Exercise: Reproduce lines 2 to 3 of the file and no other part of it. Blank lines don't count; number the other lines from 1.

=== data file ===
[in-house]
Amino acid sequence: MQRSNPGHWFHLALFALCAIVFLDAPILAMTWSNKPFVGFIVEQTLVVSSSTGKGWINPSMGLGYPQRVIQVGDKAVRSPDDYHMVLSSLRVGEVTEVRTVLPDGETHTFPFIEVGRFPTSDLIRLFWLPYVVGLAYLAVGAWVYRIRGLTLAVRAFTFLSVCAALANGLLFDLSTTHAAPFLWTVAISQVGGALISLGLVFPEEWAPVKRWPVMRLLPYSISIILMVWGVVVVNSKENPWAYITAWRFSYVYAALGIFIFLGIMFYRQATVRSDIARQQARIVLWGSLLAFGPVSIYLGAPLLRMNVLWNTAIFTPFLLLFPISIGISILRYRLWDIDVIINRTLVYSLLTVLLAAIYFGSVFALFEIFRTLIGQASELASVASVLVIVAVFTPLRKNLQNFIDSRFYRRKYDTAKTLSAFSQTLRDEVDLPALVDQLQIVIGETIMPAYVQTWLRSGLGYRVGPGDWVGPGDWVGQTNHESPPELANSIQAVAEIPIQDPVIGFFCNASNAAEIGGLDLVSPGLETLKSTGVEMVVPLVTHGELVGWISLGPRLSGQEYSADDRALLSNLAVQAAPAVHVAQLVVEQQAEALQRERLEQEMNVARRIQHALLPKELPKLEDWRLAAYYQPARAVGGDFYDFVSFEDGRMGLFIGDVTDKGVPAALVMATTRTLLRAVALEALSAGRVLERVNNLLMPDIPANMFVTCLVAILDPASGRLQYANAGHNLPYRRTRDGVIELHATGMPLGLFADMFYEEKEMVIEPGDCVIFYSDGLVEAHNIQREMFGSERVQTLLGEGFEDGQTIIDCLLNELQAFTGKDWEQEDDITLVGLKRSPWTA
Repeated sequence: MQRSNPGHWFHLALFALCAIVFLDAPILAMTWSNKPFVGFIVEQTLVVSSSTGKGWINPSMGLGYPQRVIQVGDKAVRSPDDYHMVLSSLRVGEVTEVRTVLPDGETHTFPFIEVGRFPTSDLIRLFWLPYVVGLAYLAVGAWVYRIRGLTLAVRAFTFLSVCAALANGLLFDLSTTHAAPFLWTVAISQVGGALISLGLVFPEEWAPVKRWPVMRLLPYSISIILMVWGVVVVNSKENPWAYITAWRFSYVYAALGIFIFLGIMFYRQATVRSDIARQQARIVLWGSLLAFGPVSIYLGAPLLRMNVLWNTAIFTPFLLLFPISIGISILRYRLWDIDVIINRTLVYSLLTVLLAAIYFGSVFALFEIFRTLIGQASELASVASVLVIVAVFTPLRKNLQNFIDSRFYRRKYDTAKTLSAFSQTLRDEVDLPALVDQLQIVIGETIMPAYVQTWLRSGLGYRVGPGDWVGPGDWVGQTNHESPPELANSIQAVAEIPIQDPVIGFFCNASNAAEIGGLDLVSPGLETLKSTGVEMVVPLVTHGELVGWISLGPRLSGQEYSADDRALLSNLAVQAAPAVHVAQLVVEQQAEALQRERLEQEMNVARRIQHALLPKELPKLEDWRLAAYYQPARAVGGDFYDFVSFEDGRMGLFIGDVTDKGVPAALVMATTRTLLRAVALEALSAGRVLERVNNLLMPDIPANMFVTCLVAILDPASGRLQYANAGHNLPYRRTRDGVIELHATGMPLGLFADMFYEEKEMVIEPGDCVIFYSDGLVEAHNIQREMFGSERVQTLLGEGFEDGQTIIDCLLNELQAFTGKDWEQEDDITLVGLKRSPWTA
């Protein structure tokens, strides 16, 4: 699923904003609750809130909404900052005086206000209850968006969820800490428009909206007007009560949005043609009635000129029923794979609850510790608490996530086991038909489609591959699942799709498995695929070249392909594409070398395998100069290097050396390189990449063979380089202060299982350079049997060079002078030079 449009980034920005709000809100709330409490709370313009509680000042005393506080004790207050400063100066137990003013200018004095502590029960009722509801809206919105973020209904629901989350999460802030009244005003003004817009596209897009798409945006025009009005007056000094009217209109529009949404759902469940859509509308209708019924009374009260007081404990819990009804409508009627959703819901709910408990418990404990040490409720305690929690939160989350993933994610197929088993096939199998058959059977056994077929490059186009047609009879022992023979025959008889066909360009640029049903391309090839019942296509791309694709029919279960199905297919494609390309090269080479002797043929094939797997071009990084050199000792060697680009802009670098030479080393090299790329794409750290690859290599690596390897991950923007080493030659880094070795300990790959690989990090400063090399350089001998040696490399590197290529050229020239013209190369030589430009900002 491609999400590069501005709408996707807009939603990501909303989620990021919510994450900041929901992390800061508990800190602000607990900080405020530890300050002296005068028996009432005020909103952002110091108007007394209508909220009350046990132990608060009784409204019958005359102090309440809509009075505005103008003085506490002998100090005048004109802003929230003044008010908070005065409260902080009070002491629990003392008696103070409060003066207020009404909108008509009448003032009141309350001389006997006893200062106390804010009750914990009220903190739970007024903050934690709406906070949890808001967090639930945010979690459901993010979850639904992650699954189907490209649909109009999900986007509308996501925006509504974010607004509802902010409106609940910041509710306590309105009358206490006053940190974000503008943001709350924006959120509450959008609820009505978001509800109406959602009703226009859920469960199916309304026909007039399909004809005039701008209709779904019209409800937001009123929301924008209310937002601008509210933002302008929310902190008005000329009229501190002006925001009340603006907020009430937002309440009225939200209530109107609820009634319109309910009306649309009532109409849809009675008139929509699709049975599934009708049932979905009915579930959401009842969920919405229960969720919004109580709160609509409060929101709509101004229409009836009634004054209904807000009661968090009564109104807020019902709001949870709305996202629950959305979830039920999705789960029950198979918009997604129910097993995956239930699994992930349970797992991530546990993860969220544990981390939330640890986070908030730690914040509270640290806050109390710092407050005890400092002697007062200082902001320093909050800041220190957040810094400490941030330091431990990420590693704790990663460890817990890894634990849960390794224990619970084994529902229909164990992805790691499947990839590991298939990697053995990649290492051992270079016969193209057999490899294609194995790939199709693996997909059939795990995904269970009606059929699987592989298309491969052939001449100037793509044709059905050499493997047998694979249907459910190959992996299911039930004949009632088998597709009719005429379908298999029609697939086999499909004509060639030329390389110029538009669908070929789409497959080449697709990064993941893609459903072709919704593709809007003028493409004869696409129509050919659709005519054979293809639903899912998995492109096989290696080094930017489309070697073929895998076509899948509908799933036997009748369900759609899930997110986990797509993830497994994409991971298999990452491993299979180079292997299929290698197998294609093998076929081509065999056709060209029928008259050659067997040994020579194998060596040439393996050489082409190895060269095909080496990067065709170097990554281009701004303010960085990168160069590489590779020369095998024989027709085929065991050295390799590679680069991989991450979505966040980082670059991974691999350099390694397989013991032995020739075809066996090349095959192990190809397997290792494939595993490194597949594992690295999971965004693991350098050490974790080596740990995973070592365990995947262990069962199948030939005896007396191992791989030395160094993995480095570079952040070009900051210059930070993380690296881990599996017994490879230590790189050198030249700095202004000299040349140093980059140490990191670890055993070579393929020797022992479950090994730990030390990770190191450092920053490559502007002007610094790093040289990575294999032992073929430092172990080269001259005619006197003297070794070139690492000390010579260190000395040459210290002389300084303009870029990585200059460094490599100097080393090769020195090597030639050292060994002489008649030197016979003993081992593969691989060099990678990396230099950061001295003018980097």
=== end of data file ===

Amino acid sequence: MQRSNPGHWFHLALFALCAIVFLDAPILAMTWSNKPFVGFIVEQTLVVSSSTGKGWINPSMGLGYPQRVIQVGDKAVRSPDDYHMVLSSLRVGEVTEVRTVLPDGETHTFPFIEVGRFPTSDLIRLFWLPYVVGLAYLAVGAWVYRIRGLTLAVRAFTFLSVCAALANGLLFDLSTTHAAPFLWTVAISQVGGALISLGLVFPEEWAPVKRWPVMRLLPYSISIILMVWGVVVVNSKENPWAYITAWRFSYVYAALGIFIFLGIMFYRQATVRSDIARQQARIVLWGSLLAFGPVSIYLGAPLLRMNVLWNTAIFTPFLLLFPISIGISILRYRLWDIDVIINRTLVYSLLTVLLAAIYFGSVFALFEIFRTLIGQASELASVASVLVIVAVFTPLRKNLQNFIDSRFYRRKYDTAKTLSAFSQTLRDEVDLPALVDQLQIVIGETIMPAYVQTWLRSGLGYRVGPGDWVGPGDWVGQTNHESPPELANSIQAVAEIPIQDPVIGFFCNASNAAEIGGLDLVSPGLETLKSTGVEMVVPLVTHGELVGWISLGPRLSGQEYSADDRALLSNLAVQAAPAVHVAQLVVEQQAEALQRERLEQEMNVARRIQHALLPKELPKLEDWRLAAYYQPARAVGGDFYDFVSFEDGRMGLFIGDVTDKGVPAALVMATTRTLLRAVALEALSAGRVLERVNNLLMPDIPANMFVTCLVAILDPASGRLQYANAGHNLPYRRTRDGVIELHATGMPLGLFADMFYEEKEMVIEPGDCVIFYSDGLVEAHNIQREMFGSERVQTLLGEGFEDGQTIIDCLLNELQAFTGKDWEQEDDITLVGLKRSPWTA
Repeated sequence: MQRSNPGHWFHLALFALCAIVFLDAPILAMTWSNKPFVGFIVEQTLVVSSSTGKGWINPSMGLGYPQRVIQVGDKAVRSPDDYHMVLSSLRVGEVTEVRTVLPDGETHTFPFIEVGRFPTSDLIRLFWLPYVVGLAYLAVGAWVYRIRGLTLAVRAFTFLSVCAALANGLLFDLSTTHAAPFLWTVAISQVGGALISLGLVFPEEWAPVKRWPVMRLLPYSISIILMVWGVVVVNSKENPWAYITAWRFSYVYAALGIFIFLGIMFYRQATVRSDIARQQARIVLWGSLLAFGPVSIYLGAPLLRMNVLWNTAIFTPFLLLFPISIGISILRYRLWDIDVIINRTLVYSLLTVLLAAIYFGSVFALFEIFRTLIGQASELASVASVLVIVAVFTPLRKNLQNFIDSRFYRRKYDTAKTLSAFSQTLRDEVDLPALVDQLQIVIGETIMPAYVQTWLRSGLGYRVGPGDWVGPGDWVGQTNHESPPELANSIQAVAEIPIQDPVIGFFCNASNAAEIGGLDLVSPGLETLKSTGVEMVVPLVTHGELVGWISLGPRLSGQEYSADDRALLSNLAVQAAPAVHVAQLVVEQQAEALQRERLEQEMNVARRIQHALLPKELPKLEDWRLAAYYQPARAVGGDFYDFVSFEDGRMGLFIGDVTDKGVPAALVMATTRTLLRAVALEALSAGRVLERVNNLLMPDIPANMFVTCLVAILDPASGRLQYANAGHNLPYRRTRDGVIELHATGMPLGLFADMFYEEKEMVIEPGDCVIFYSDGLVEAHNIQREMFGSERVQTLLGEGFEDGQTIIDCLLNELQAFTGKDWEQEDDITLVGLKRSPWTA